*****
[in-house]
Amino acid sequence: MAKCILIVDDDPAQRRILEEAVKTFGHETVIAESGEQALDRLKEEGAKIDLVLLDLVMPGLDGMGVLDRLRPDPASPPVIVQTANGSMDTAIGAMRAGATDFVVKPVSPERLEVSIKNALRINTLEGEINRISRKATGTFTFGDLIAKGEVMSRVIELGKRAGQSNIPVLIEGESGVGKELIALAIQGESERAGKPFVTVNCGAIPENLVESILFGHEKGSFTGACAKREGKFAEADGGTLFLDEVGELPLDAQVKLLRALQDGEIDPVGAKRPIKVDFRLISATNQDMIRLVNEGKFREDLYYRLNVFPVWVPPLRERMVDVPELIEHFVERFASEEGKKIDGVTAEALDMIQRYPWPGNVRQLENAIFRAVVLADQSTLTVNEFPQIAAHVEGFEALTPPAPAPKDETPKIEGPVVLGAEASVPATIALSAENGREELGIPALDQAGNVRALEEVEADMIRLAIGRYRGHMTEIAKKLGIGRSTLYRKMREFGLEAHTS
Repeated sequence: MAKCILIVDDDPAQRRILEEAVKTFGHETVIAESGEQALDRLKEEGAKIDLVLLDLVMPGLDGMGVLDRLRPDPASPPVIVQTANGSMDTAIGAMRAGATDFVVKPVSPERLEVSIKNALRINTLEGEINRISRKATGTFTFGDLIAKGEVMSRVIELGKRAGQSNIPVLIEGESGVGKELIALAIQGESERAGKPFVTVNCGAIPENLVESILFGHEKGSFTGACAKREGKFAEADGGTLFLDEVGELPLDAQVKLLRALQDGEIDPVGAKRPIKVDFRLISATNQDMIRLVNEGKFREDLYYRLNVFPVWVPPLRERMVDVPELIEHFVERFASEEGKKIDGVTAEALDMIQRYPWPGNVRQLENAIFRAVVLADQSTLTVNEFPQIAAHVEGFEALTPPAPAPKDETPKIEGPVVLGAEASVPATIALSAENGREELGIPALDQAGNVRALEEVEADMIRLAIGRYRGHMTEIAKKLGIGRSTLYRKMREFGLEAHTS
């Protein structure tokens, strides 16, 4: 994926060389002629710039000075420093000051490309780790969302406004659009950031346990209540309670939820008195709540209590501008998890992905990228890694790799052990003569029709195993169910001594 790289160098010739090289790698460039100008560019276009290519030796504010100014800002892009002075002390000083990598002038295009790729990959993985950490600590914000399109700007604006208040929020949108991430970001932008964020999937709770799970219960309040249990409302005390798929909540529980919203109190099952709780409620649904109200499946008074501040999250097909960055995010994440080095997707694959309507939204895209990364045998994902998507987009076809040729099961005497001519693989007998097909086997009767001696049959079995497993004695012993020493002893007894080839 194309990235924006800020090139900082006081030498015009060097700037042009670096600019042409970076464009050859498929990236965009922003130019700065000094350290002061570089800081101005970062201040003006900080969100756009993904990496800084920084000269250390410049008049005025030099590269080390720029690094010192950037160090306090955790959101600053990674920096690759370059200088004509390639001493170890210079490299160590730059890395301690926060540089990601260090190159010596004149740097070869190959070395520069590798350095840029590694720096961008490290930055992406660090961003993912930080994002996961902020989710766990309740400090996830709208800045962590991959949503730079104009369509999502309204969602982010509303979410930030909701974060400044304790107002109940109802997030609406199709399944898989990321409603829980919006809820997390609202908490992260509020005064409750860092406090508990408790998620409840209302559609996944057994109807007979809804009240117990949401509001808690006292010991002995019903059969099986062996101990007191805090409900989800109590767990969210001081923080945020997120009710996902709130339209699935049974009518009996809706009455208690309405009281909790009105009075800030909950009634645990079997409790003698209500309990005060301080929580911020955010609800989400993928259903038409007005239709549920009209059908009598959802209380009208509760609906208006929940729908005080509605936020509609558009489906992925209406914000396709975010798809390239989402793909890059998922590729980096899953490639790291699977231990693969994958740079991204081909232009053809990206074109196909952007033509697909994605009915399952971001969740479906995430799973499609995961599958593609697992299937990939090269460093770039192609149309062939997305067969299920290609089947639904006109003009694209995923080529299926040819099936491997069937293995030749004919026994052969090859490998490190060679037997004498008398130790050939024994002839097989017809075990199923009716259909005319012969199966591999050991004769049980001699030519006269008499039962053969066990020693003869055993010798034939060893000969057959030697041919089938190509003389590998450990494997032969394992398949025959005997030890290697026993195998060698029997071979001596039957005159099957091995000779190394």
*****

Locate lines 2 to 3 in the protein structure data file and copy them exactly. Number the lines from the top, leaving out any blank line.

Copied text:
Amino acid sequence: MAKCILIVDDDPAQRRILEEAVKTFGHETVIAESGEQALDRLKEEGAKIDLVLLDLVMPGLDGMGVLDRLRPDPASPPVIVQTANGSMDTAIGAMRAGATDFVVKPVSPERLEVSIKNALRINTLEGEINRISRKATGTFTFGDLIAKGEVMSRVIELGKRAGQSNIPVLIEGESGVGKELIALAIQGESERAGKPFVTVNCGAIPENLVESILFGHEKGSFTGACAKREGKFAEADGGTLFLDEVGELPLDAQVKLLRALQDGEIDPVGAKRPIKVDFRLISATNQDMIRLVNEGKFREDLYYRLNVFPVWVPPLRERMVDVPELIEHFVERFASEEGKKIDGVTAEALDMIQRYPWPGNVRQLENAIFRAVVLADQSTLTVNEFPQIAAHVEGFEALTPPAPAPKDETPKIEGPVVLGAEASVPATIALSAENGREELGIPALDQAGNVRALEEVEADMIRLAIGRYRGHMTEIAKKLGIGRSTLYRKMREFGLEAHTS
Repeated sequence: MAKCILIVDDDPAQRRILEEAVKTFGHETVIAESGEQALDRLKEEGAKIDLVLLDLVMPGLDGMGVLDRLRPDPASPPVIVQTANGSMDTAIGAMRAGATDFVVKPVSPERLEVSIKNALRINTLEGEINRISRKATGTFTFGDLIAKGEVMSRVIELGKRAGQSNIPVLIEGESGVGKELIALAIQGESERAGKPFVTVNCGAIPENLVESILFGHEKGSFTGACAKREGKFAEADGGTLFLDEVGELPLDAQVKLLRALQDGEIDPVGAKRPIKVDFRLISATNQDMIRLVNEGKFREDLYYRLNVFPVWVPPLRERMVDVPELIEHFVERFASEEGKKIDGVTAEALDMIQRYPWPGNVRQLENAIFRAVVLADQSTLTVNEFPQIAAHVEGFEALTPPAPAPKDETPKIEGPVVLGAEASVPATIALSAENGREELGIPALDQAGNVRALEEVEADMIRLAIGRYRGHMTEIAKKLGIGRSTLYRKMREFGLEAHTS